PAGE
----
TPA & Medication

Meet the Team

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Depending on the type of stroke, a physician may prescribe the one or more of the medications below that are commonly used to treat and prevent future strokes.

TPA

The main treatment for ischemic strokes is a “clot-busting” drug called tissue plasminogen activator (tPA). It works to open the blockage and get oxygen back to the brain. tPA must be given within the initial three to four hours following the onset of stroke symptoms. This is why it is important to keep track of symptoms and note the last time the patient was acting normally. 

Other Medications May Include:

Aspirin

  • Stops platelets, the glue of blood clots, from getting sticky and clumping, helping prevent strokes long term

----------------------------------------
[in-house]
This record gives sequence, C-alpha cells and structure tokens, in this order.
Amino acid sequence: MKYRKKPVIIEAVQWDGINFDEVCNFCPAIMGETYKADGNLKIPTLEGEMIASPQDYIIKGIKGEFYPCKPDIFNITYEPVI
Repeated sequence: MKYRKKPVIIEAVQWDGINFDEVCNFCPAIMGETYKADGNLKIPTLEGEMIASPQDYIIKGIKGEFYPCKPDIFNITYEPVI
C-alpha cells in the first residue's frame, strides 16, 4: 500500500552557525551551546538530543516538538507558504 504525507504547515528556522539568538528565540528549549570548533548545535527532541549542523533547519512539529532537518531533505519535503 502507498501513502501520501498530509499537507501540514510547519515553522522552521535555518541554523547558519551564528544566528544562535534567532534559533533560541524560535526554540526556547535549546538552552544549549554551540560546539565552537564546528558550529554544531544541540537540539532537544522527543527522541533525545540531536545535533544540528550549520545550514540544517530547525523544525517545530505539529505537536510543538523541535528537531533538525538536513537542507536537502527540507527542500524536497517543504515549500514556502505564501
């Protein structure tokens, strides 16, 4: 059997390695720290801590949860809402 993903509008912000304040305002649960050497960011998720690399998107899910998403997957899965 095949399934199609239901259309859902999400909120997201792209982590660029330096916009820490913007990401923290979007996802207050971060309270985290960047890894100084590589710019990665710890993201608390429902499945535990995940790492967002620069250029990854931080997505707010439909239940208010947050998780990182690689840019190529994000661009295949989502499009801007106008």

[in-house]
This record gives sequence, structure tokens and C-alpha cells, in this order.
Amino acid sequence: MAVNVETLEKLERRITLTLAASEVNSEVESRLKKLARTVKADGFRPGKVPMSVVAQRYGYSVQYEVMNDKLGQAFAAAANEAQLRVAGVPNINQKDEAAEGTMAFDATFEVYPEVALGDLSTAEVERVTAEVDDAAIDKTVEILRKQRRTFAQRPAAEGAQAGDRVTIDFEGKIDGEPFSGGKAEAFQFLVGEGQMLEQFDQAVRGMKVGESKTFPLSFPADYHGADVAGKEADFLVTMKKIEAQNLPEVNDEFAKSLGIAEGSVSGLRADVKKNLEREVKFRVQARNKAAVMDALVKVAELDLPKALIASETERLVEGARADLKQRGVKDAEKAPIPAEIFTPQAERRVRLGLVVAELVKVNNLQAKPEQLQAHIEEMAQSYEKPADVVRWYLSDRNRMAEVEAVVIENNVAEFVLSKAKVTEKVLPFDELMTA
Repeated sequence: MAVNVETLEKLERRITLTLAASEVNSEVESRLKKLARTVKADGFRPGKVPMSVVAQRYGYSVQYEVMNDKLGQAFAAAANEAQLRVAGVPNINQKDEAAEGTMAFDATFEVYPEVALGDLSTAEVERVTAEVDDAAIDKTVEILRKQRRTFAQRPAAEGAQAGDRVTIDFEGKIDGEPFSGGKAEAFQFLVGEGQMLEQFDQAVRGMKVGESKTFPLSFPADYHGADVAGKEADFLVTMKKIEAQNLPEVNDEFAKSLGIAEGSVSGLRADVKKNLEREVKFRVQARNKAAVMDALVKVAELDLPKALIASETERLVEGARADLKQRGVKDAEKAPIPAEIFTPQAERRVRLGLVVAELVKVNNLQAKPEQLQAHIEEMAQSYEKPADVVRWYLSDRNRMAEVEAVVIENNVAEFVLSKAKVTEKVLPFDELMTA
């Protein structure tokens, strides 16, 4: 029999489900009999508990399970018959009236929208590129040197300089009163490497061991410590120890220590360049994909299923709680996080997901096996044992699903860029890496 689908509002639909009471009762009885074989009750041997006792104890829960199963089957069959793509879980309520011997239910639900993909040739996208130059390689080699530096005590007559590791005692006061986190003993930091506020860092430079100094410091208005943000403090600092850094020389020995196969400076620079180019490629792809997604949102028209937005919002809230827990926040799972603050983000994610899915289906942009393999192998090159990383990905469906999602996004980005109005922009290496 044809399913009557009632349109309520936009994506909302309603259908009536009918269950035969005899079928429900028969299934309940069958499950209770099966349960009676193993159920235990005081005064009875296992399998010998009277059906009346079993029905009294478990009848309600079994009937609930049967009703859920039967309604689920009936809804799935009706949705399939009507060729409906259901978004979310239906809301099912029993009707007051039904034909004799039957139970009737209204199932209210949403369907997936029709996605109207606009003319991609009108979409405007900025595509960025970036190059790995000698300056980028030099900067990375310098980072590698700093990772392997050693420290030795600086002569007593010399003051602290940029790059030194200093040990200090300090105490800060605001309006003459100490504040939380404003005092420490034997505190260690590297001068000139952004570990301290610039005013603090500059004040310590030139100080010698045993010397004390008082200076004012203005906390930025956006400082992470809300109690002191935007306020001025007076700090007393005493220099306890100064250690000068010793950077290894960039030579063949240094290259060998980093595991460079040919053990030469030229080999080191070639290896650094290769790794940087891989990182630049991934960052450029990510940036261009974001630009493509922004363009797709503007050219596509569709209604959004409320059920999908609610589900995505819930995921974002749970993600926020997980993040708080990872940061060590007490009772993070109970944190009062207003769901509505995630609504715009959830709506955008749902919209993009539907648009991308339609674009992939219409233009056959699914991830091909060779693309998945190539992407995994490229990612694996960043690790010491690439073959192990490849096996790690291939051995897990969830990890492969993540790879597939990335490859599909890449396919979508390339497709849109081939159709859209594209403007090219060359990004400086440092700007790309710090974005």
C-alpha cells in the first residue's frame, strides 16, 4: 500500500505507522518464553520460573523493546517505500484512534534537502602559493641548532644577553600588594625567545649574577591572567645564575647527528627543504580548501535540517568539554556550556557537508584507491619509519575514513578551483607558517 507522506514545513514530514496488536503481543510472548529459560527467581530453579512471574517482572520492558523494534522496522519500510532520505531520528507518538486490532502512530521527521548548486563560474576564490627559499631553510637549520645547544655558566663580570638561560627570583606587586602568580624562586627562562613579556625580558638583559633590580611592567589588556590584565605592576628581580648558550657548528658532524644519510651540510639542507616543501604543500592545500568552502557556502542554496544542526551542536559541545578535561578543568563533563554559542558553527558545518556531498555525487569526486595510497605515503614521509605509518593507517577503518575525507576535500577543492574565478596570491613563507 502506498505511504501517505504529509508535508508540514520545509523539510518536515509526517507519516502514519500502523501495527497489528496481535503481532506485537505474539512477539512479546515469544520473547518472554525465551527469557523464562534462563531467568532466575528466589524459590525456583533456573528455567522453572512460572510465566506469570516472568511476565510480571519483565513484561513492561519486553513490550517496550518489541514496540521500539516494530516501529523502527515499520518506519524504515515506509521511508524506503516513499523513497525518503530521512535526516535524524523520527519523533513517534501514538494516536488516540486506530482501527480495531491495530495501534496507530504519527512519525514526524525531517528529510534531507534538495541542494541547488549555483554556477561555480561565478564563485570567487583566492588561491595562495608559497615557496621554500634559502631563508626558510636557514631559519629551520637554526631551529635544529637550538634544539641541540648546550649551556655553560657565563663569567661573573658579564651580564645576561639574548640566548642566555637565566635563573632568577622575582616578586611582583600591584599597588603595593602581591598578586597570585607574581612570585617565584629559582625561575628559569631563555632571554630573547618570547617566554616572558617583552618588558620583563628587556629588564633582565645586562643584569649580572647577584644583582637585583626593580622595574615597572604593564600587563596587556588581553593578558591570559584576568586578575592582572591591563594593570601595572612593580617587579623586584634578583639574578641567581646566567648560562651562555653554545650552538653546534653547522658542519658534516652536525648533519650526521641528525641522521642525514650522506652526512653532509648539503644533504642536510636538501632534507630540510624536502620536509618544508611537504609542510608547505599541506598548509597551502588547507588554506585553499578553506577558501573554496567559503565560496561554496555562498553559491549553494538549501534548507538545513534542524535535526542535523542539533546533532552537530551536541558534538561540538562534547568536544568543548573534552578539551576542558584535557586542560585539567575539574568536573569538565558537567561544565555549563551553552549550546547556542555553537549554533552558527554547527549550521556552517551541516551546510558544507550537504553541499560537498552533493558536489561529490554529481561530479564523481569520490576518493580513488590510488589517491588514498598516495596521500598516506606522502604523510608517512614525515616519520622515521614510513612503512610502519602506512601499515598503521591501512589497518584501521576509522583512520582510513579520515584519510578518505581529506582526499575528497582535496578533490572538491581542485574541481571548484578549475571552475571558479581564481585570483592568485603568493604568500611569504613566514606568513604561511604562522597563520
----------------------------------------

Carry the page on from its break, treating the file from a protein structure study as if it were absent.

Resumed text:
Clopidogrel (Plavix)

  • Clopidogrel stops platelets from getting sticky and clumping.
  • Used alone or in addition to aspirin

Warfarin (Coumadin)

  • Warfarin changes the body’s clotting system. It thins the blood to slow clots from forming.
  • It is used to prevent strokes in patients with irregular heart rhythms or who are more prone to clots.
  • You will need frequent blood work to determine dosing when taking this medication

Statins

  • Statins are drugs that decrease LDL or “bad” cholesterol. Statins block the production of cholesterol in your liver and also help remove bad cholesterol from your blood. They can also help stabilize the lining of blood vessels which can help prevent future strokes and even heart attacks. Several statins are currently on the market. Some examples include: Simvastatin (Zocor®), Lovastatin (Mevacor®), Pravastatin (Pravachol ®) and Atorvastatin (Lipitor®). 

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